Kapa haka, rugby moves and learning tricks from the circus were the highlights of Wellington’s rousing International Student Welcome last week.
More than 300 students from over 20 countries attended the official welcome to New Zealand’s coolest little capital last week.
The event was held at the Michael Fowler Centre and organised by WREDA (Wellington Regional Economic Development Agency).
Wellington City Mayor Justin Lester was on hand to give the students a warm welcome alongside current international student Khang (Kyle) Phan from Massey University.
The students learned about Kiwi culture through a series of interactive and fun activities. Students were introduced to Māori culture with a Kapa Haka performance from local Wellington group, Te Kapa Haka o Pukehuia. They also had a chance to cuddle puppies and bunnies with SPCA staff, learn juggling and tricks from the Circus Hub, try on police vests and hats and have a go at rugby alongside a few Hurricanes players.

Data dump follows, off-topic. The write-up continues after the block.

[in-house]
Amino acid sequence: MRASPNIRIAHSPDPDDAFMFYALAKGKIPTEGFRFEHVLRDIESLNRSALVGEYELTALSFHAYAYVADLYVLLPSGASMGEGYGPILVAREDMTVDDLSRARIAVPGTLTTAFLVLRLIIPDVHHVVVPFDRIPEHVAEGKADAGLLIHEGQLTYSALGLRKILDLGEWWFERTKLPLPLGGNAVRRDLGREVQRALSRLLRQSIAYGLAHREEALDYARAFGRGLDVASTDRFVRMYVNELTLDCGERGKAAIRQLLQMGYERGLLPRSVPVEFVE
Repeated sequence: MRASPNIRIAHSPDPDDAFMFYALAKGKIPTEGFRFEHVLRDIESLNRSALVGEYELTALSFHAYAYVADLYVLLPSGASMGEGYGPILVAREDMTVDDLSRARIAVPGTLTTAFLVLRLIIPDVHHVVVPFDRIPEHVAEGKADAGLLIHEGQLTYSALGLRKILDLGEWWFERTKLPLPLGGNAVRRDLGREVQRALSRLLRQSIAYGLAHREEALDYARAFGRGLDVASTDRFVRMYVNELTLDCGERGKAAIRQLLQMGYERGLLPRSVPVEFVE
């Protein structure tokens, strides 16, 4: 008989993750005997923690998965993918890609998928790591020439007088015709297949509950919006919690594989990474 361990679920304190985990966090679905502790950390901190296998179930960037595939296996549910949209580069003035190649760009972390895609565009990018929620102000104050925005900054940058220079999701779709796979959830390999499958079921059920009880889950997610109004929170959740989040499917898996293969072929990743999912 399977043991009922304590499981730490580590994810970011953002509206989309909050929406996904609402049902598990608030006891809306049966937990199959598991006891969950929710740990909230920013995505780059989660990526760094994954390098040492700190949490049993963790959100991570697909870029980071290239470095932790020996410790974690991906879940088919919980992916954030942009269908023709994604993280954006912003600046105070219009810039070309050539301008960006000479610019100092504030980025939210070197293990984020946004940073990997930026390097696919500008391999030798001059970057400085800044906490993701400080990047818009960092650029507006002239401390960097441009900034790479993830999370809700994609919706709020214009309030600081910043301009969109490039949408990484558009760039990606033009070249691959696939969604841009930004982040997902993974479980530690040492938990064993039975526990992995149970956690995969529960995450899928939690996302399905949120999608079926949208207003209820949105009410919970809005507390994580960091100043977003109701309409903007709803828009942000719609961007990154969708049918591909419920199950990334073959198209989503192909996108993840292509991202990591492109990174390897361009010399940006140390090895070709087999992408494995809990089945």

As well as celebrating Kiwi culture, the event was a chance to celebrate students’ own cultural backgrounds. Many prizes were given out on the day including a free helicopter tour to the student who was judged best dressed in the traditional clothes of their home country.
Chloe Kincaid, WREDA Project Coordinator for the event said that international students are an important part of the Wellington community.
“Each year, thousands of international students find a second home in Wellington, bringing a rich cultural diversity to our schools and community,” said Chloe.
“This event is another way for Wellington to welcome and celebrate all of our wonderful international students.”
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Indian scholarship student Neeraj didn’t have all the information available in one place to help him prepare when he was planning to study to study abroad. So, he’s put together a series of four blog posts based on his experiences which he hopes will become a one-stop shop for potential students thinking about coming to New Zealand.
First up are some of the key reasons why I chose to study here.
For scenery and serene beauty